Sunday, 11 December 2016

A farrago

farrago  n. a disordered mixture.

And that sums up the observations I made on my morning walk today.
Daventry has its limitations. There are, for example, a limited number of retail outlets (Chris grieves that there is no Marks and Spencer's), but as compensation there are lots of open spaces with any number of interesting walks to be made.

Today I set off to explore the more immediate neighbourhood of which, I am ashamed to admit, I know little, to visit an area known as The Grovelands. On my way I passed a number of birch trees. We have three native birches in Britain and the best-known is clearly the Silver Birch, Betula pendula. It is an excellent choice for the garden as it is fast-growing and quickly develops into a graceful tree.
Not long-lived but lovely while it is with us. Silver Birch, Badby Road West,
Daventry. 11 December, 2016
Despite its delicate appearance it is as tough as old boots and is a pioneer species, having been quick to colonise open ground as ice and snow retreated at the end of the last Ice Age.
By now the autumn fruits and berries which hitherto have sustained birds have largely gone. Elder berries disappeared long ago, to be followed by those of rowans, but rose hips are still available and, as they grow softer and birds go hungrier, they will become acceptable.
Not a bird's first choice, but if needs must...
Pressing on I soon reached the Grovelands area, but not before passing some gaunt, dead trunks of elm trees. They each had a girth of some 10-12 inches (250-300 cm) and this seems to be the usual size they attain before succumbing to Dutch Elm Disease. Of course the root-stock remains intact and healthy, soon to throw up new shoots. Elm is the main (only?) food-plant of the White-letter Hairstreak, Satyrium w-album, and this butterfly has suffered a decline since the appearance of Dutch Elm Disease. I am pleased to learn that resistant strains of elm are currently being planted to help in the butterfly's recovery.
Dead elm was present in hedgerows. Daventry. 11 December, 2016

Few plants were in flower, an exception being Rosemary, Rosmarinus officinalis. One specimen could scarcely have borne more flowers even though the chance of a visit from a pollinating insect was remote.
Rosemary in the Grovelands area, Daventry. 11 December, 2016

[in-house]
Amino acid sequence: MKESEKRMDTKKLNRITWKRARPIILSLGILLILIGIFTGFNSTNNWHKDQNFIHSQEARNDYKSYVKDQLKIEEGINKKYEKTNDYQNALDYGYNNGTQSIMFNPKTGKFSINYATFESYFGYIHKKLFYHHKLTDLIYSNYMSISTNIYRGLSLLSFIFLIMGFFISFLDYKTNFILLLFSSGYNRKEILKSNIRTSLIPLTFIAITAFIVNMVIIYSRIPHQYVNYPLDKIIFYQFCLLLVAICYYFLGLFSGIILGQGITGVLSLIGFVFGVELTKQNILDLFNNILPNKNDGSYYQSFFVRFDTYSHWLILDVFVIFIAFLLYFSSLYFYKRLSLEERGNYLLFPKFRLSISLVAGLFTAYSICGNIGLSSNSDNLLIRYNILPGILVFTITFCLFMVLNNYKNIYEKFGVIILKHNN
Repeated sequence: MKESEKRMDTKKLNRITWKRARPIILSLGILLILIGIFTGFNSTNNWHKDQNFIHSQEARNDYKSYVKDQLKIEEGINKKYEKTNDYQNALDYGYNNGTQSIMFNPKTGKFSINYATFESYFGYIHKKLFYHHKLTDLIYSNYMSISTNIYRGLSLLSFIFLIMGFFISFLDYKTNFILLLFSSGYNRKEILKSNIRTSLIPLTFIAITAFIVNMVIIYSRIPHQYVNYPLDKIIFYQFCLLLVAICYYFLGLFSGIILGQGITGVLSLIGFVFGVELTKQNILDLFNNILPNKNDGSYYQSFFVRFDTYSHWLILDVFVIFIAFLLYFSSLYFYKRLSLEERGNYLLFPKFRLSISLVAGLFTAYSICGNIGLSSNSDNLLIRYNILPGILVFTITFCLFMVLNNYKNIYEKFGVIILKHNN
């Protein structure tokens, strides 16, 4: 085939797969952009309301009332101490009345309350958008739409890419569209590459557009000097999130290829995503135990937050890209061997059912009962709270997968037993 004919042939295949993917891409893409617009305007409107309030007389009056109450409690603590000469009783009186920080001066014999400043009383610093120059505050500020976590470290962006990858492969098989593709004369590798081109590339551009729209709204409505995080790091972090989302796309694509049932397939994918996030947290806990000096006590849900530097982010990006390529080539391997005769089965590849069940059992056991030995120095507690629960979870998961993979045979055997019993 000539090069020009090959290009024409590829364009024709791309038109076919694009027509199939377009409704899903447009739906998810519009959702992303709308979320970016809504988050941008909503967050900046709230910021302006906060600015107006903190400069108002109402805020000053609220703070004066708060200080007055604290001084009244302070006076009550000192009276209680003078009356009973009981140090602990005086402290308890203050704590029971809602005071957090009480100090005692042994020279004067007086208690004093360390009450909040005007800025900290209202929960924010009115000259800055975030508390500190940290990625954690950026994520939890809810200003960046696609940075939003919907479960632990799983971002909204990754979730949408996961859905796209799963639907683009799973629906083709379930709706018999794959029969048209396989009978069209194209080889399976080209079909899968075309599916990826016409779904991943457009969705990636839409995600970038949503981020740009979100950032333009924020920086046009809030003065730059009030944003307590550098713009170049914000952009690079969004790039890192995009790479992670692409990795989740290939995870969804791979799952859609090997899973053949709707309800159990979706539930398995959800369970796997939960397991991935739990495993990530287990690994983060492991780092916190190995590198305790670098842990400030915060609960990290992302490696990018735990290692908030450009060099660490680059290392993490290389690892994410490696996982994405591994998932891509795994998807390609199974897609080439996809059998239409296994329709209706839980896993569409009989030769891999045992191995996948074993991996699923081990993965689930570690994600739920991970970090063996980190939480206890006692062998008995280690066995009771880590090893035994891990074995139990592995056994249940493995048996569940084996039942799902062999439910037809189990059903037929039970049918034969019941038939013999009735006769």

But there was promise of things to come. The buttercup relative, Helleborus foetidus, was already carrying its pale yellow-green inflorescences and in a month or so the flowers could be fully open. They can hardly be termed spectacular, but I for one will be pleased to see them.
Stinking Hellebore,aka Dungwort. Grovelands, Daventry.
11 December, 2016
The species has an odd status hereabouts. G. Claridge Druce, in his  Flora of Northamptonshire, published in 1930, mentions no localities for the species in the west of Northants. The latest (2012) flora of the county, by Gill Gent  and Rob Wilson  shows a scattering of records around this area and suggests, 'The apparent spread of this species is probably indicative of its popularity as a garden plant...' Really? Its vernacular names of Stinking Hellebore and Dungwort tell you rather a lot about the plant and I suspect few people choose to grow it. For me the plant's presence is still a puzzle.

Another plant promising flowers soon was Spurge Laurel, Daphne laureola. This is another puzzle for it too has insignificant flowers: small, pale lime green and easily overlooked. Although these flowers are fragrant the plant is not an obvious choice for the gardener, and yet here it is. It prefers a taste of lime in the soil and as a native Northamptonshire plant it is most common in the east. I suspect it is bird sown for, despite the berries being very poisonous to humans, thrushes eat it with alacrity.
The decidedly unspectacular Spurge Laurel. 11 December, 2016
A large specimen was present in a garden and the plant I photographed was one of several presumed offspring within a few yards of it. As can be seen, it is decidedly unspectacular.
Gorse, furze or whin. Daventry, 11 December, 2016
Finally, and far from dull, a gorse bush was ablaze with colour along Badby Road West. Like the Rosemary its chances of having an insect pay a call are practically zilch but self-pollination will have to suffice.


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